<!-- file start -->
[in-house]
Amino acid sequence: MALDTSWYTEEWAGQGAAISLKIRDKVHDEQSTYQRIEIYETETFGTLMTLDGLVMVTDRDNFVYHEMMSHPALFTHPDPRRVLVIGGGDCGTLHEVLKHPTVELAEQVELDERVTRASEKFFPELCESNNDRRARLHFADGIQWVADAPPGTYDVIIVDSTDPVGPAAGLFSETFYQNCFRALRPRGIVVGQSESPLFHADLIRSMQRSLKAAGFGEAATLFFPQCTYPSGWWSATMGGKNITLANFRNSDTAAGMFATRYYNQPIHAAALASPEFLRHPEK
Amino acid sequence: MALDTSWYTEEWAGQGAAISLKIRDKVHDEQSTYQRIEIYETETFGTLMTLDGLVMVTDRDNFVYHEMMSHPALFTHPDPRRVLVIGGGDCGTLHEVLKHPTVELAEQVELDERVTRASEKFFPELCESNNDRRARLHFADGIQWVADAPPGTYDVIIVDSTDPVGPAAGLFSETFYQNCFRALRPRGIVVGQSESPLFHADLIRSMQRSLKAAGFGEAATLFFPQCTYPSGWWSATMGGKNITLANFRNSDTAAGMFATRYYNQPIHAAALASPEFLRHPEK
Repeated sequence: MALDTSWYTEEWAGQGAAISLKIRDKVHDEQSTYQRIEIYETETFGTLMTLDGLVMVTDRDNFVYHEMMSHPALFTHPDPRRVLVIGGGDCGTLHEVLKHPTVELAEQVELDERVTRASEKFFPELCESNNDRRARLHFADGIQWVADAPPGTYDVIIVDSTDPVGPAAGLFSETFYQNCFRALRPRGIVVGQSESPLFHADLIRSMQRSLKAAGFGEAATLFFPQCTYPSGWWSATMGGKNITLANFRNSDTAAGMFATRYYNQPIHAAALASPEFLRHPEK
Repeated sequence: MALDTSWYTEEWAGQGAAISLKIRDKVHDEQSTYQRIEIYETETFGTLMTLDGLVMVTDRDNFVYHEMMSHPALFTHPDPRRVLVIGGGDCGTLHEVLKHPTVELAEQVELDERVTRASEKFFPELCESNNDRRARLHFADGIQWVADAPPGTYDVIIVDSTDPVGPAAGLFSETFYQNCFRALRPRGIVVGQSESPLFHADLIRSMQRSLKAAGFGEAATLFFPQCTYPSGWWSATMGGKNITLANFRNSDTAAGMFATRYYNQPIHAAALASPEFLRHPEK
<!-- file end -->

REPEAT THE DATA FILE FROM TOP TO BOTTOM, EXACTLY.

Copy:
[in-house]
Amino acid sequence: MALDTSWYTEEWAGQGAAISLKIRDKVHDEQSTYQRIEIYETETFGTLMTLDGLVMVTDRDNFVYHEMMSHPALFTHPDPRRVLVIGGGDCGTLHEVLKHPTVELAEQVELDERVTRASEKFFPELCESNNDRRARLHFADGIQWVADAPPGTYDVIIVDSTDPVGPAAGLFSETFYQNCFRALRPRGIVVGQSESPLFHADLIRSMQRSLKAAGFGEAATLFFPQCTYPSGWWSATMGGKNITLANFRNSDTAAGMFATRYYNQPIHAAALASPEFLRHPEK
Amino acid sequence: MALDTSWYTEEWAGQGAAISLKIRDKVHDEQSTYQRIEIYETETFGTLMTLDGLVMVTDRDNFVYHEMMSHPALFTHPDPRRVLVIGGGDCGTLHEVLKHPTVELAEQVELDERVTRASEKFFPELCESNNDRRARLHFADGIQWVADAPPGTYDVIIVDSTDPVGPAAGLFSETFYQNCFRALRPRGIVVGQSESPLFHADLIRSMQRSLKAAGFGEAATLFFPQCTYPSGWWSATMGGKNITLANFRNSDTAAGMFATRYYNQPIHAAALASPEFLRHPEK
Repeated sequence: MALDTSWYTEEWAGQGAAISLKIRDKVHDEQSTYQRIEIYETETFGTLMTLDGLVMVTDRDNFVYHEMMSHPALFTHPDPRRVLVIGGGDCGTLHEVLKHPTVELAEQVELDERVTRASEKFFPELCESNNDRRARLHFADGIQWVADAPPGTYDVIIVDSTDPVGPAAGLFSETFYQNCFRALRPRGIVVGQSESPLFHADLIRSMQRSLKAAGFGEAATLFFPQCTYPSGWWSATMGGKNITLANFRNSDTAAGMFATRYYNQPIHAAALASPEFLRHPEK
Repeated sequence: MALDTSWYTEEWAGQGAAISLKIRDKVHDEQSTYQRIEIYETETFGTLMTLDGLVMVTDRDNFVYHEMMSHPALFTHPDPRRVLVIGGGDCGTLHEVLKHPTVELAEQVELDERVTRASEKFFPELCESNNDRRARLHFADGIQWVADAPPGTYDVIIVDSTDPVGPAAGLFSETFYQNCFRALRPRGIVVGQSESPLFHADLIRSMQRSLKAAGFGEAATLFFPQCTYPSGWWSATMGGKNITLANFRNSDTAAGMFATRYYNQPIHAAALASPEFLRHPEK